Meghan* joined Seeking Arrangement after one of her friends told her about being put up in hotels by sugar daddies when she visited Toronto. “She would get in touch with one of those guys. You don’t really have to do anything with them, but they would just set her up in a hotel, so it would make sense.”
Meghan’s experience going on dates never went beyond dinner and gifts: “Basically guys will get in touch with you and tell you what they’re looking for and you can just say ‘yes’ or ‘no’. I’ve been on a dinner date [and been paid] for my time.” The range of payment for the companionship varies greatly between arrangements but in Meghan’s case, $200-$400 was the standard for a few hours.
While many students have direct tuition payment arrangements with their partners, others like Meghan consider the benefits of sugaring to be more along the lines of instant gratification and extra spending money.
Highlighting the true range of diverse arrangements that Seeking Arrangement has facilitated, Meghan added, “But I mean, I know some girls who make a living off of [Seeking Arrangement]. You could get on [Seeking Arrangement] and go on a date that day.”
Seeking Arrangement is technically classified as just another dating service. “The reason we’re unique is that we let people chose how much time and money they want to invest in a relationship before” Brook Ulrick, a Seeking Arrangement spokesperson, told The Journal.
According to Ulrick, the average allowance paid to ‘sugar babies’ is around $2,500 per month which can include tuition, vacations, bills or other gifts.
The benefits that have drawn the millions of worldwide Seeking Arrangement users don’t end at having their bills and tuition paid. According to Ulrick, a common desire among students is to develop connections with mentors and older professionals.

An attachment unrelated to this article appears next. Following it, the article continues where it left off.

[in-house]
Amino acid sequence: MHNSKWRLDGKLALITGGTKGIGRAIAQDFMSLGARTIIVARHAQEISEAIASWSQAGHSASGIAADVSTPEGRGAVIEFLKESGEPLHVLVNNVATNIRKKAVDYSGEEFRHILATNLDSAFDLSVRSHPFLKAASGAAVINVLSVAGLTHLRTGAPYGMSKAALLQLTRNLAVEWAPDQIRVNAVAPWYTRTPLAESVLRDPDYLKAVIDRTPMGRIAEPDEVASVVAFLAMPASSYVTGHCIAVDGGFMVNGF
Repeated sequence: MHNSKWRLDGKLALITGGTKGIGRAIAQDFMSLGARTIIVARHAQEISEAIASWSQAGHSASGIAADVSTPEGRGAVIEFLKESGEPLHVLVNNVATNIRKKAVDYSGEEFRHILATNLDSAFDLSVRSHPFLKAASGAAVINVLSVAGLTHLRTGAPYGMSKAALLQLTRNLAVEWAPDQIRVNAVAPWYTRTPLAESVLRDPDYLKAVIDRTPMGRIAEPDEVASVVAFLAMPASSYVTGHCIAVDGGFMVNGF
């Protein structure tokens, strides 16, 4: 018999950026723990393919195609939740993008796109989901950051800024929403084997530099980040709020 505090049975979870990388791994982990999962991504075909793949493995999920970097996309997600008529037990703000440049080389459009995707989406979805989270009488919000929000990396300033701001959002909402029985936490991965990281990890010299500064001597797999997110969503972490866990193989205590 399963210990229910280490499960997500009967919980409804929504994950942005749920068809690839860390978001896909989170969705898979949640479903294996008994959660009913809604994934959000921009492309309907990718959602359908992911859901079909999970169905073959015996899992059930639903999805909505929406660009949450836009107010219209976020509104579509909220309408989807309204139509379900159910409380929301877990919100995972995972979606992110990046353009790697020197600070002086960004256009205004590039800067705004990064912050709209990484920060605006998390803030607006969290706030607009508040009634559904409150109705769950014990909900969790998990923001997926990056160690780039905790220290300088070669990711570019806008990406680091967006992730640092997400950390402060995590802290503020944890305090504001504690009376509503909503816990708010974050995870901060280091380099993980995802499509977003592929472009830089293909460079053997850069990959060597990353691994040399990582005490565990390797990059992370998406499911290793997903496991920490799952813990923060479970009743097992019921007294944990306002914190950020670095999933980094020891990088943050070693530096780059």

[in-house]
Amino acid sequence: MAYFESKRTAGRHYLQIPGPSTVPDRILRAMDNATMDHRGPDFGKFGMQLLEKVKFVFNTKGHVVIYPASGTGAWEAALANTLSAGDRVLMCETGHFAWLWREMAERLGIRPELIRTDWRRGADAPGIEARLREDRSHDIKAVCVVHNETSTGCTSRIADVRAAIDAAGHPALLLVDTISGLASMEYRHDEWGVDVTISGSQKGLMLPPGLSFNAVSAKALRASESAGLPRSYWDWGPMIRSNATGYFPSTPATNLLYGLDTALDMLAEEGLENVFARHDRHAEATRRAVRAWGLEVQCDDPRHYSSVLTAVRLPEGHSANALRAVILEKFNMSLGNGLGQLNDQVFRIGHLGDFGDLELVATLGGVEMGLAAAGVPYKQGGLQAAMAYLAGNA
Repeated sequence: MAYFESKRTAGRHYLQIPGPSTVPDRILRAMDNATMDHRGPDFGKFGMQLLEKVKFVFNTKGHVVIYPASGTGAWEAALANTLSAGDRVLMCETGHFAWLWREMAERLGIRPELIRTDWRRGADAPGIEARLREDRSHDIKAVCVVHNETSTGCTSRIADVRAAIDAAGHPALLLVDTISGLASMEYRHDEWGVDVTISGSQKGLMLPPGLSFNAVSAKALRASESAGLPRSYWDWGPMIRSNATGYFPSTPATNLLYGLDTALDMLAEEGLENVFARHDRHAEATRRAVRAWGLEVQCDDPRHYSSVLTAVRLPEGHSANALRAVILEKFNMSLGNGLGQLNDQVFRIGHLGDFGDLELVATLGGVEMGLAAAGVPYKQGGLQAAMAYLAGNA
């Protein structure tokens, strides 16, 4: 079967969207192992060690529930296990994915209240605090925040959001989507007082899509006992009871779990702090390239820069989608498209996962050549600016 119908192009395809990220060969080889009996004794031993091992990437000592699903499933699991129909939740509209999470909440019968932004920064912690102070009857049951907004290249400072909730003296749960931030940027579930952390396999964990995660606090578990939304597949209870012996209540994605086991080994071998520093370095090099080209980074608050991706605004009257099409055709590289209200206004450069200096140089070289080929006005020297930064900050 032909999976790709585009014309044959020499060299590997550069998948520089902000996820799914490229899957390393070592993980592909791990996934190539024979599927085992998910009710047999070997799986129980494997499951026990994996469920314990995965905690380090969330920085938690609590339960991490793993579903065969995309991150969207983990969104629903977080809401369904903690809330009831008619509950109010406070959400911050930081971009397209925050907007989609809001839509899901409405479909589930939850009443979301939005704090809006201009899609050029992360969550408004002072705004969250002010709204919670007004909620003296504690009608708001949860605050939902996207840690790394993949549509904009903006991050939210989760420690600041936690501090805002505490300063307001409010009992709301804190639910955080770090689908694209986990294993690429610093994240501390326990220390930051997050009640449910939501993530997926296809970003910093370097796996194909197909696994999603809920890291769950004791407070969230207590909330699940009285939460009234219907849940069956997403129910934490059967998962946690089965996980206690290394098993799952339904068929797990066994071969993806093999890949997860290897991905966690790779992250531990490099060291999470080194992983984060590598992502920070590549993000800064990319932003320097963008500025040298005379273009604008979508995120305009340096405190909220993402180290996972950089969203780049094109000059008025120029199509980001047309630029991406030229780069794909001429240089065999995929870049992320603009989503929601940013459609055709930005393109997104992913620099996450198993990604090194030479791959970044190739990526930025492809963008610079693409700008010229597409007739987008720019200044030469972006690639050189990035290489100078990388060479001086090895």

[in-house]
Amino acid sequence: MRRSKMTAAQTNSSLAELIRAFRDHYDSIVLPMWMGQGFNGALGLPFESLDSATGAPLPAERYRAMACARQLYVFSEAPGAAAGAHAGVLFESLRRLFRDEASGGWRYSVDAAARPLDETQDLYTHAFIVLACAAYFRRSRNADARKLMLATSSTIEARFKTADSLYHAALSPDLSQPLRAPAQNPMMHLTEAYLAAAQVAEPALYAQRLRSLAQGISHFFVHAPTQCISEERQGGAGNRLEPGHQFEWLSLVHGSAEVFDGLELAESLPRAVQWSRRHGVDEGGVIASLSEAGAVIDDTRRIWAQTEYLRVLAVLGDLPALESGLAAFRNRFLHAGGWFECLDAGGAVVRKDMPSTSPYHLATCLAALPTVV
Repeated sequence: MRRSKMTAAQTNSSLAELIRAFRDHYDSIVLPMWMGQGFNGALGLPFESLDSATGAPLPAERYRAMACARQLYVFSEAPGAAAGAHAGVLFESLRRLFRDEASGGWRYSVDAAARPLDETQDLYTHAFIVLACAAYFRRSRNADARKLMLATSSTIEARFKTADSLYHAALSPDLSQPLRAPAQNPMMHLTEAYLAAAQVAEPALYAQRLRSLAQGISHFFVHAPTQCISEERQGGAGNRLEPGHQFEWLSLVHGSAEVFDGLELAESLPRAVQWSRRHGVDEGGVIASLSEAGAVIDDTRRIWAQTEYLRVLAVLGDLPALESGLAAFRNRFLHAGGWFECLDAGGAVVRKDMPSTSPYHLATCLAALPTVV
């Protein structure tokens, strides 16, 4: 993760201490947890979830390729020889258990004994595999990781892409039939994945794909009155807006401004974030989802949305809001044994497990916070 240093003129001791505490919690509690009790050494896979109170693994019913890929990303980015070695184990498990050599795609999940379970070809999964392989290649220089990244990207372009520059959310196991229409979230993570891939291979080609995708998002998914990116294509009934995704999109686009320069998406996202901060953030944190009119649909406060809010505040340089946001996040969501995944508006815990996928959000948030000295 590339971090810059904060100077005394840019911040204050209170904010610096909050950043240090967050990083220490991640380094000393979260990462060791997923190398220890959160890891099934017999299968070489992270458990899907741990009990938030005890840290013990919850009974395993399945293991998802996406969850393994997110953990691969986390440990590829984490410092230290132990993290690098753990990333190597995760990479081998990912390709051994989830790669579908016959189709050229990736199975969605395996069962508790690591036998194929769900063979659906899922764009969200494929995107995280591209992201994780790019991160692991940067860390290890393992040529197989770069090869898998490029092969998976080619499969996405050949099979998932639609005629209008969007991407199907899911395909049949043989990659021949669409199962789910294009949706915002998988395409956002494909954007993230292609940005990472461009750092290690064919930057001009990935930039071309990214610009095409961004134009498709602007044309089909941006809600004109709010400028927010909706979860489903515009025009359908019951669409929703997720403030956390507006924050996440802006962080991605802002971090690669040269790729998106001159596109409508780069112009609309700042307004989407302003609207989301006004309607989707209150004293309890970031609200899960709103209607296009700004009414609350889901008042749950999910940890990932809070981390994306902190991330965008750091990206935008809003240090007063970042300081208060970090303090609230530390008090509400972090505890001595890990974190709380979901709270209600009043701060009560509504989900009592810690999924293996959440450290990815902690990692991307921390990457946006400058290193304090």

“I would say most of the sugar babies on the site are looking to get ahead in life,” he said. “I was just talking to one sugar baby who did an interview here on the radio and she was saying the only way she got into the program she got into — pre-med — was because her sugar daddy was a professor and he helped her get that spot.”
Although it might seem like a new trend that has started in the 21st century, it’s not a new phenomenon.
“Students have been doing sex work as a way to support themselves through college for generations,” Samantha King, Head of the Gender Studies department said via e-mail with The Journal.
“My concern is that attending university in Canada is increasingly expensive, forcing many students to work long hours in a variety of paid jobs and still graduate with mountains of debt.”
Sex work is widely known as the “world’s oldest profession,” and with that (like any other job) comes the possibility of violence, discrimination and health and safety risks.
“For students doing sex work, control over the conditions of their work and freedom from [risks] are key to their health and safety,” King said.
*The names of the two female students have been changed in this story to protect their identities.